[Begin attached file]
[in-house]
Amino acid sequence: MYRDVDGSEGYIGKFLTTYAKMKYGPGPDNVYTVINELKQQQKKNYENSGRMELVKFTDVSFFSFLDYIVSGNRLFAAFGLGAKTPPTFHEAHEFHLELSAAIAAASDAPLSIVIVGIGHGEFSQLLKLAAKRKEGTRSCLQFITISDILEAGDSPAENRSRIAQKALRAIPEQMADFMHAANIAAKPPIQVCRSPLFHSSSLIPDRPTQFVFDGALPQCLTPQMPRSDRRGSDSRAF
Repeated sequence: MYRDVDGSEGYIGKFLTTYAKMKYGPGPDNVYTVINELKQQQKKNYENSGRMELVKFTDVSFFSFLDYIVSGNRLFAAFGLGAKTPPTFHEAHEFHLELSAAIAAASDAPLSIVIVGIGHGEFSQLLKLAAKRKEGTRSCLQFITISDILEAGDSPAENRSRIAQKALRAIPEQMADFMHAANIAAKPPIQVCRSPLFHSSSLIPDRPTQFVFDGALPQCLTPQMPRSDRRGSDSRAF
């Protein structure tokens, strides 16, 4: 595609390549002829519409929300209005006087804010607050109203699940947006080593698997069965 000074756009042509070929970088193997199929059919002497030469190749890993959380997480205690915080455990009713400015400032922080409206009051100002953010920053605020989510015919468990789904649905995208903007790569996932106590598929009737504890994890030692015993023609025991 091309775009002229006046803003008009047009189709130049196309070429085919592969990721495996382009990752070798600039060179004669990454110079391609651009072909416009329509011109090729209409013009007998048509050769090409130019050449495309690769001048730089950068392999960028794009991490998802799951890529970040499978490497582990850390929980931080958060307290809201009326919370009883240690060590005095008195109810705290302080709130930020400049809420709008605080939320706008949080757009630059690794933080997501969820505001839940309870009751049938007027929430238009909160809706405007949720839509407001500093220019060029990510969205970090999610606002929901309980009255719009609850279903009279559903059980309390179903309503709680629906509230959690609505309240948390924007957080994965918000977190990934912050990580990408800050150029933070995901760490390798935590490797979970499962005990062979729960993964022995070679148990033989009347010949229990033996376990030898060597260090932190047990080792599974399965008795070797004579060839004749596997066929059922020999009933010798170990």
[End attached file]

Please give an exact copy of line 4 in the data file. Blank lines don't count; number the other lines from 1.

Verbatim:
């Protein structure tokens, strides 16, 4: 595609390549002829519409929300209005006087804010607050109203699940947006080593698997069965 000074756009042509070929970088193997199929059919002497030469190749890993959380997480205690915080455990009713400015400032922080409206009051100002953010920053605020989510015919468990789904649905995208903007790569996932106590598929009737504890994890030692015993023609025991 091309775009002229006046803003008009047009189709130049196309070429085919592969990721495996382009990752070798600039060179004669990454110079391609651009072909416009329509011109090729209409013009007998048509050769090409130019050449495309690769001048730089950068392999960028794009991490998802799951890529970040499978490497582990850390929980931080958060307290809201009326919370009883240690060590005095008195109810705290302080709130930020400049809420709008605080939320706008949080757009630059690794933080997501969820505001839940309870009751049938007027929430238009909160809706405007949720839509407001500093220019060029990510969205970090999610606002929901309980009255719009609850279903009279559903059980309390179903309503709680629906509230959690609505309240948390924007957080994965918000977190990934912050990580990408800050150029933070995901760490390798935590490797979970499962005990062979729960993964022995070679148990033989009347010949229990033996376990030898060597260090932190047990080792599974399965008795070797004579060839004749596997066929059922020999009933010798170990």